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Confessions of a Former Child: A Therapist's Memoir

It’s not often that the rest of us get to view the inner life of the psychologist. The client-therapist relationship and indeed most books about therapy are focused on the client. But in his debut memoir, Confessions of a Former Child: A Therapist’s Memoir, Daniel J. Tomasulo changes the rules and uses his skills as a psychologist who specializes in psychodrama and trauma to better understand himself. As he struggles with life’s contradictions, his efforts to find meaning, and his very human failings, we are brought along on his very personal journey. Life’s lessons often come at a cost. Fortunately for him, and for us, he has a sense of humor that both blunts the painful and eases understanding.

The book begins as he packs up his home of the last ten years for a move to the Jersey shore. Tomasulo finds homely objects that trigger memories of other times. Old sneakers, a lighter, a box of pictures never sorted and papers never read, evoke stories at once funny and profound. True to the memoir form, the book is not a chronological narrative. Instead, he offers up stories as they come to him; just as we all often do when we muse about our lives.

As a boy, he created elaborate stories to negotiate an unpredictable world. An often lonely child with a vivid imagination, he believed he had the power to control all the streetlights of Manhattan and became panicked when the family moved. Who would make the lights work if he couldn’t activate them with his secret squint? Broken-hearted by his fastidious mother’s disposal of his unhygienic pet goldfish, he ran away by putting himself in his building’s dumbwaiter – and promptly got stuck. When his mother explained that she was pregnant because his dad had planted a seed in her, he limited his diet for months to only things seedless, that is, until an older kid wised him up to the fact that it was baby oil, not seeds, that made babies. Whew!

The confused but creative kid grows into an often confused and creative adult. Somehow he ends up locked in the rubber room of the psych ward at the hospital where he works when his wife is in labor upstairs. Somehow he accidently decapitates his daughter’s Ken doll in a lunatic moment of fatherly jealousy. Somehow he finds himself awkwardly providing sex education to his first developmentally disabled, but very smart, patient.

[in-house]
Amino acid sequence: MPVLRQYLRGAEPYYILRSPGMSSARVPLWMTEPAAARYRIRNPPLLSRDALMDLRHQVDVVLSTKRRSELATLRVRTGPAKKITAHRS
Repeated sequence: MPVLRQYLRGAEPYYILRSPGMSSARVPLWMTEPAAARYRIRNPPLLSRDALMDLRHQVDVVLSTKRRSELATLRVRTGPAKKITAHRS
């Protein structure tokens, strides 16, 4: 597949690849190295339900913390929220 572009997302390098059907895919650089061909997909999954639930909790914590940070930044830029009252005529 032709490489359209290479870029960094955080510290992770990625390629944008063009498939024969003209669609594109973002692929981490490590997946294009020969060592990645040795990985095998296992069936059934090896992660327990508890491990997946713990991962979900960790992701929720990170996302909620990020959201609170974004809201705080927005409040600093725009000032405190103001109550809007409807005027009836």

Dan Tomasulo is a funny guy. It’s what you’d expect from a man who spent his youth on the New York City stand-up circuit. But to see his memoir as merely a stand-up routine in print would do him a great disservice. Funny? Yes, absolutely. There are moments that made me laugh so hard my side ached. But underlying this collection of humorous stories is a unifying and very serious theme of a man coming to terms with himself.

Tomasulo at mid-life uses his humor to transition from story to insight. Central to the book is the loss by heroin overdose of the daredevil cousin he hero-worshiped as a child. He draws on his grief to understand a charismatic and equally self-destructive patient. Past and present are bridged by recalling similar stories, understood differently. He courageously examines his parents’ difficult union, his relationships with an emotionally frightened mother and an imperfect father, his own first failed marriage, and his vulnerability to his wife, his daughter, and his patients as he strives to forge a loving family and a solid professional life.

The book becomes psychodrama and we become the audience, invited to share in his process as he remembers, forgives, and finds meaning and joy in his experiences. He literally puts himself on a couch, becoming by turns his dead mother and himself, each arguing with and finally making sense of the other. In the end, he acknowledges that by blaming his mother for his negative feelings, he could stave off having to deal with those same feelings within himself. “You know, Mom, I really wish we could have had one of these talks while you were alive,” he says. He imagines her reply: “So do I, Danny. So do I.” While bearing witness to his struggle, we can’t help but reflect on (and perhaps even laugh at) our own.

Tomasulo brackets the book with the same story as prologue and epilogue, the memory of a dream in which the solution piece to the puzzle that is his life leaves him in darkness. Finally he realizes that he’s been defeating himself by seeing the solution piece as the end when it is really the beginning; just as finishing his book leads us to understand him and ourselves in new ways. It’s a masterful stroke by a new writer. It made me read his book twice.

Other books by Daniel J. Tomasulo:

Action Methods In Group Psychotherapy: Practical Aspects, Taylor and Francis publishing, 1998

Healing Trauma: The Power of Group Treatment for People With Intellectual Disabilities by Nancy J. Razza and Daniel Tomasulo ; APA Books, 2004

Confessions of a Former Child: A Therapist's Memoir

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Marie Hartwell-Walker, Ed.D.

Marie Hartwell-WalkerDr. Marie Hartwell-Walker is licensed as both a psychologist and marriage and family counselor. She specializes in couples and family therapy and parent education. She writes regularly for Psych Central as well as Psych Central's Ask the Therapist feature. She is author of the insightful parenting e-book, Tending the Family Heart.

Check out her book, Unlocking the Secrets of Self-Esteem.

APA Reference
Hartwell-Walker, M. (2016). Confessions of a Former Child: A Therapist's Memoir. Psych Central. Retrieved on October 1, 2020, from
Scientifically Reviewed
Last updated: 17 May 2016
Last reviewed: By a member of our scientific advisory board on 17 May 2016
Published on Psych All rights reserved.